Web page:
GLOVERSVILLE - With Thanksgiving right around the corner, food is on many people's minds.
On Saturday, however, the lack of food for people in the United States was the main topic of discussion at the Glove Performing Arts Center.
The local branch of the American Association of University Women and Mohawk Harvest Cooperative Market hosted a free viewing of "A Place at the Table," which follows the lives of three Americans who struggle to find food everyday.
From left, Elizabeth Blodgett, nutritional outreach coordinator for the Supplemental Nutrition Assistance Program, answers a question while panel members Crystal Stewart, of Cornell Cooperative Extension, and Dr. Phillip James listen during the discussion period of Saturday’s “A Place at the Table” event.
The Leader-Herald/Casey Croucher
The movie emphasized the fact that hunger, or "food insecurity" as it's referred to, isn't just an inner-city problem; it's a common occurrence in this country.
The movie also identified the relation of obesity and food insecurity. According to the film, obesity occurs because cheaper foods are easier for impoverished people to obtain, and these foods usually lack in nutrition, therefore leading to obesity.
After the movie ended, AAUW members Carol Cowne and Helen James welcomed a panel consisting of Dr. Phillip James of Saratoga Hospital, Crystal Stewart from Cornell Cooperative Extension and Elizabeth Blodgett, nutritional outreach coordinator for the Supplemental Nutrition Assistance Program, to discuss the movie with the 30-person audience.
Audience members wanted to know why nutritious foods are expensive and harder to obtain for impoverished people.
Stewart said agricultural subsidies in this country tend to go to larger farms for commodity crops, which are processed into low quality, inexpensive foods. That leaves other, healthier foods being priced closer to what they cost to produce - which makes them more expensive for consumers.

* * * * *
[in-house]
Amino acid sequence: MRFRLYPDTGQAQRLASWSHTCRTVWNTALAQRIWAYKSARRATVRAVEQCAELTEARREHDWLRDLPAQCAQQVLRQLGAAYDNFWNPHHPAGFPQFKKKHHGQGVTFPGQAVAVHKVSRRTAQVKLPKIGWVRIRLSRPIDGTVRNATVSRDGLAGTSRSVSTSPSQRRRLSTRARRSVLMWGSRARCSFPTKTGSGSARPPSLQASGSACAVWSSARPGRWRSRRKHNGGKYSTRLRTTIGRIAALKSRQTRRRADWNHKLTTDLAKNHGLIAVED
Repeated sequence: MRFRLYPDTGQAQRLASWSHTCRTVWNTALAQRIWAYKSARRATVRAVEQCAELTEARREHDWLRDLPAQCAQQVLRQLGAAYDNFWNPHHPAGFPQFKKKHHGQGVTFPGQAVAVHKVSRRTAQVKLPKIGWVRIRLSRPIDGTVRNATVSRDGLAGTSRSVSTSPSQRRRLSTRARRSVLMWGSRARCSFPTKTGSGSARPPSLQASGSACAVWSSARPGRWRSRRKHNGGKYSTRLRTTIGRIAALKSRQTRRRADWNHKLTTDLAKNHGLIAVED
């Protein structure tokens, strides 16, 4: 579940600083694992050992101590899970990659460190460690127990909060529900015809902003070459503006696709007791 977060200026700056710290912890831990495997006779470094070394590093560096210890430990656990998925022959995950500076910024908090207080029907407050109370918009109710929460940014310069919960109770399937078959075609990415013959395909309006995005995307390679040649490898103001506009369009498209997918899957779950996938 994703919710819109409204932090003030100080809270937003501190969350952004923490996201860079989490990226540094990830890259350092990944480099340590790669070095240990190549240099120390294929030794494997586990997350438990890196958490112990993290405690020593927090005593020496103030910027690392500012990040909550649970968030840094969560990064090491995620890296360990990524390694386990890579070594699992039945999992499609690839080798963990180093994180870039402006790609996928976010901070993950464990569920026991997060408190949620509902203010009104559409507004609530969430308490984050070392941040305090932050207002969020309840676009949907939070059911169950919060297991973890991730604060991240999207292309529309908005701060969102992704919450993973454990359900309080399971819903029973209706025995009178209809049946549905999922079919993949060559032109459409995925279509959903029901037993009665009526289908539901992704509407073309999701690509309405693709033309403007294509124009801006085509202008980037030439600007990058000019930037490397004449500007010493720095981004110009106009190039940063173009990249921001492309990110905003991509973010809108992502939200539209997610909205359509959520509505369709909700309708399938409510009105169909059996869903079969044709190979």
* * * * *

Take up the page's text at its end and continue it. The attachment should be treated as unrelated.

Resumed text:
"So, if you have to pay what it costs for food, and you're the people in the poverty rate, you cannot afford that quality food right now," Stewart said.
Bev Alves, a member of the audience, said impoverished people need support systems when it comes to grocery shopping and making food choices. She claimed research indicates sugar and fat are as addicting as drugs.
Dr. James said proper support is necessary.
However, James said he didn't realize how important it was until be saw the movie.
"I spend large portions of my time talking to children and parents, trying to educate them on proper nutrition and proper lifestyle, but now that I've seen this movie, I realize a lot of these families don't really have those choices and I feel pretty smug because I tell them what kinds of things they should eat, but they're not able to make those choices," James said.
Audience member Vincent DeSantis explained that his favorite part of the movie was when a teacher brought in a melon for her students to try during class. The students were not familiar with melon, but enjoyed eating it.
"On a local level, it seems to me the most important thing to do is educate," DeSantis said. "The idea of these schools letting every kid experience what really good food tastes like and how you get it is important. It seems to me that young children learning how to grow food, how to pick food, how to cook food and how to make it taste good is probably the biggest impact we can have. You can have food pantries and give away cans of Chef Boyardee all you want, but it's not going to solve the problem."
At the end of the discussion, Stewart reminded the audience that the issue of local hunger can be resolved if the community works together.
"Every single day there's an opportunity for us to take a step forward," she said. "And if we realize that we are in this together, I think it will change the mindset in a big way."